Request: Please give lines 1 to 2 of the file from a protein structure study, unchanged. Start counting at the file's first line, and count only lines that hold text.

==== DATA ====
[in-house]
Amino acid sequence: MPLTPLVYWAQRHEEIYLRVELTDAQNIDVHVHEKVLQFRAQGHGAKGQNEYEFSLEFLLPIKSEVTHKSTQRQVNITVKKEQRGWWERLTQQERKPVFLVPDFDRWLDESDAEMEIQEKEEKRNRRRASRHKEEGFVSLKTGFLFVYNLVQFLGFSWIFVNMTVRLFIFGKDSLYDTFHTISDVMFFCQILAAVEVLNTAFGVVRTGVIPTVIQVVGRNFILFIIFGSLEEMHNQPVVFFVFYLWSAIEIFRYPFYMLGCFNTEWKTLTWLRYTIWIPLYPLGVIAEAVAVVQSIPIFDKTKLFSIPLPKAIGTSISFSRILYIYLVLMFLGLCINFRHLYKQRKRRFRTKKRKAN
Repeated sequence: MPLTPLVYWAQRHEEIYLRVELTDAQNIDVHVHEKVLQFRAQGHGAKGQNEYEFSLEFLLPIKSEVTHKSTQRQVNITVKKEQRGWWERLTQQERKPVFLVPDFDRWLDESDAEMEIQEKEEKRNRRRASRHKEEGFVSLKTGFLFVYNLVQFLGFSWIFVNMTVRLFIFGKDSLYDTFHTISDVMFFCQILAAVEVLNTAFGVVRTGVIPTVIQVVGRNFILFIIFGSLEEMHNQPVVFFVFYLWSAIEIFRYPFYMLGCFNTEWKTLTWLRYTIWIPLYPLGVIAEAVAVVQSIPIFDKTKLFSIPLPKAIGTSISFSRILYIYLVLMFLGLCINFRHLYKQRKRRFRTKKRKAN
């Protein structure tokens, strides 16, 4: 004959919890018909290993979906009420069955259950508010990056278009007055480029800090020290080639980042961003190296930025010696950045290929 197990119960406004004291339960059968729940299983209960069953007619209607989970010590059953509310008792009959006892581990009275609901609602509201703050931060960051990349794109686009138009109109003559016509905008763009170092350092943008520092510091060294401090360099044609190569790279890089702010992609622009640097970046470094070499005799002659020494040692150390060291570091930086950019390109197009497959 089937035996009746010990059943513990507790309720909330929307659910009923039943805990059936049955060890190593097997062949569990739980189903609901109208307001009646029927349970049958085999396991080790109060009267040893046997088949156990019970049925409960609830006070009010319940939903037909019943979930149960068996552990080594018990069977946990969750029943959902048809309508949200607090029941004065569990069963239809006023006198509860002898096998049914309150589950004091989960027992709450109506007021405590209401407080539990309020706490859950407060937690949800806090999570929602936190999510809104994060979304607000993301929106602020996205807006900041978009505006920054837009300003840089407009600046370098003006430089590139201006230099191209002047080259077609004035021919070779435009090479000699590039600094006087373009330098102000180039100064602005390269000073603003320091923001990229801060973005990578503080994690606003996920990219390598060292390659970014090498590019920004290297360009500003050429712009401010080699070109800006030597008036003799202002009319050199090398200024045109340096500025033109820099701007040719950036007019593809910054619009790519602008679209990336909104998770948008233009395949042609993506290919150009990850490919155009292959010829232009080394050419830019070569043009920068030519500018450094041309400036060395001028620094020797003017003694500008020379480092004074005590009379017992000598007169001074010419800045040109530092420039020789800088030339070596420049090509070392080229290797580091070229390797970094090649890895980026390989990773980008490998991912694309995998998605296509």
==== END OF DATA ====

[in-house]
Amino acid sequence: MPLTPLVYWAQRHEEIYLRVELTDAQNIDVHVHEKVLQFRAQGHGAKGQNEYEFSLEFLLPIKSEVTHKSTQRQVNITVKKEQRGWWERLTQQERKPVFLVPDFDRWLDESDAEMEIQEKEEKRNRRRASRHKEEGFVSLKTGFLFVYNLVQFLGFSWIFVNMTVRLFIFGKDSLYDTFHTISDVMFFCQILAAVEVLNTAFGVVRTGVIPTVIQVVGRNFILFIIFGSLEEMHNQPVVFFVFYLWSAIEIFRYPFYMLGCFNTEWKTLTWLRYTIWIPLYPLGVIAEAVAVVQSIPIFDKTKLFSIPLPKAIGTSISFSRILYIYLVLMFLGLCINFRHLYKQRKRRFRTKKRKAN